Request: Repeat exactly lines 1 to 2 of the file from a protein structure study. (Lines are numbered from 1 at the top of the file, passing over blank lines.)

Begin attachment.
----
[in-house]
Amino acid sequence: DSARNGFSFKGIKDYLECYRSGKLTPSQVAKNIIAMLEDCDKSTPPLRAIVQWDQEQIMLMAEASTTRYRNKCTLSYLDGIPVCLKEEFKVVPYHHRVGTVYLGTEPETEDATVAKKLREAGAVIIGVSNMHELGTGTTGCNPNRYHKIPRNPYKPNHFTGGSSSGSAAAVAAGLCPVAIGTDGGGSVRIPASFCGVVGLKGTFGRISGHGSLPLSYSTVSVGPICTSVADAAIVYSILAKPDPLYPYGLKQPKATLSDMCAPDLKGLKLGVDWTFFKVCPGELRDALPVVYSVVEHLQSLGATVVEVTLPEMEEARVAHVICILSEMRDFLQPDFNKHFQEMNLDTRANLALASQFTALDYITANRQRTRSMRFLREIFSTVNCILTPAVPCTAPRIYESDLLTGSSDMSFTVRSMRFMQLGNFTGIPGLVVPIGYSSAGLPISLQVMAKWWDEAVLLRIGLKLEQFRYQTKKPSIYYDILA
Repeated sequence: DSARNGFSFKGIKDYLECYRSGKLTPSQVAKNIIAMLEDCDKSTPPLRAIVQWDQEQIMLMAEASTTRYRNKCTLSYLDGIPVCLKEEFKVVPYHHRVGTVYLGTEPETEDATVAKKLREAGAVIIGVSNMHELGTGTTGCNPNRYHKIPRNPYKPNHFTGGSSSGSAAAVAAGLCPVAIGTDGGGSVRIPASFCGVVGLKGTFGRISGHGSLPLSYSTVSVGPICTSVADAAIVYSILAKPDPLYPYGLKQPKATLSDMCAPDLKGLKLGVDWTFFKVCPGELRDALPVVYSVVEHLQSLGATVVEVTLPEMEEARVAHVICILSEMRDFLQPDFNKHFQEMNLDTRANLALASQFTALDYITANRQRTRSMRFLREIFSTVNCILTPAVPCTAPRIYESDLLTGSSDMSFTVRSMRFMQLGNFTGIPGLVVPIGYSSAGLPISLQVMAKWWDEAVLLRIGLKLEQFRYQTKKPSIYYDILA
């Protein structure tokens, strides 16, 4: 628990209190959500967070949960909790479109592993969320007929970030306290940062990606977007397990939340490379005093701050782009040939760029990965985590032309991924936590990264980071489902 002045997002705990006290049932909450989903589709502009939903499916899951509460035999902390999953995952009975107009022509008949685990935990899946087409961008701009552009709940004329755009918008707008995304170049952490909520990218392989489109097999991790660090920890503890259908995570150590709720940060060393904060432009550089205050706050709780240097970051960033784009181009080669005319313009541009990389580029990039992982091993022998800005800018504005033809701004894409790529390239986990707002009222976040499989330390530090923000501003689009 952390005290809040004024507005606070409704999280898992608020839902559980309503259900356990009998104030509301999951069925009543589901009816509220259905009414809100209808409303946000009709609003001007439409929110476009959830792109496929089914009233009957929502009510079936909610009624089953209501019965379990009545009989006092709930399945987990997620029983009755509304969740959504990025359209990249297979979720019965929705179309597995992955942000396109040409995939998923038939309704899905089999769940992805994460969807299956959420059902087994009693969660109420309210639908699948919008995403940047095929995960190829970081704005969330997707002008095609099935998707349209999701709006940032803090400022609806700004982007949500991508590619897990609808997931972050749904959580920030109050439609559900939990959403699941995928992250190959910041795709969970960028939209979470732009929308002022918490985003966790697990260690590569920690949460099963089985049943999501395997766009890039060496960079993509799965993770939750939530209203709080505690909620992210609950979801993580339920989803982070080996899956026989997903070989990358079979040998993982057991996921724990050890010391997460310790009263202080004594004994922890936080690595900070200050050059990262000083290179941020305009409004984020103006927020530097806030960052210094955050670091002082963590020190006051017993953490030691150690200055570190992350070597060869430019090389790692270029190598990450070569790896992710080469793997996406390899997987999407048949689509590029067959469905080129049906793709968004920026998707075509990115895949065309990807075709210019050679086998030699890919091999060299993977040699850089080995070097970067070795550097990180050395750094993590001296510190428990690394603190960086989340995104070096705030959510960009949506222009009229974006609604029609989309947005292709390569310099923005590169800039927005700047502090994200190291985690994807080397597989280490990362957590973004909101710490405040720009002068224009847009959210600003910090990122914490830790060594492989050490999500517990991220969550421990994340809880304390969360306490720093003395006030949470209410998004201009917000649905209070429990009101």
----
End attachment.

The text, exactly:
[in-house]
Amino acid sequence: DSARNGFSFKGIKDYLECYRSGKLTPSQVAKNIIAMLEDCDKSTPPLRAIVQWDQEQIMLMAEASTTRYRNKCTLSYLDGIPVCLKEEFKVVPYHHRVGTVYLGTEPETEDATVAKKLREAGAVIIGVSNMHELGTGTTGCNPNRYHKIPRNPYKPNHFTGGSSSGSAAAVAAGLCPVAIGTDGGGSVRIPASFCGVVGLKGTFGRISGHGSLPLSYSTVSVGPICTSVADAAIVYSILAKPDPLYPYGLKQPKATLSDMCAPDLKGLKLGVDWTFFKVCPGELRDALPVVYSVVEHLQSLGATVVEVTLPEMEEARVAHVICILSEMRDFLQPDFNKHFQEMNLDTRANLALASQFTALDYITANRQRTRSMRFLREIFSTVNCILTPAVPCTAPRIYESDLLTGSSDMSFTVRSMRFMQLGNFTGIPGLVVPIGYSSAGLPISLQVMAKWWDEAVLLRIGLKLEQFRYQTKKPSIYYDILA